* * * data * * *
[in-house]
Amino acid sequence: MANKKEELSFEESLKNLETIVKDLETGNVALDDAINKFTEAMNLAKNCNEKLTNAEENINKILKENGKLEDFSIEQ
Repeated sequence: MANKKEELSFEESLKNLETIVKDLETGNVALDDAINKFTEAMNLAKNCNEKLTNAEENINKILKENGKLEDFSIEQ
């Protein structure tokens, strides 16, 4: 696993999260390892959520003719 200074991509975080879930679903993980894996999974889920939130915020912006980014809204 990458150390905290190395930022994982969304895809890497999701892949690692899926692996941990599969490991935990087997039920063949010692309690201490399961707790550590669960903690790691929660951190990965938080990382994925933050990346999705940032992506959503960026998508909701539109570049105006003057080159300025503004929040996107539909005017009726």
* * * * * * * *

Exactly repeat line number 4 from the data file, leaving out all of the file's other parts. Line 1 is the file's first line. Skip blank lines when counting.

């Protein structure tokens, strides 16, 4: 696993999260390892959520003719 200074991509975080879930679903993980894996999974889920939130915020912006980014809204 990458150390905290190395930022994982969304895809890497999701892949690692899926692996941990599969490991935990087997039920063949010692309690201490399961707790550590669960903690790691929660951190990965938080990382994925933050990346999705940032992506959503960026998508909701539109570049105006003057080159300025503004929040996107539909005017009726």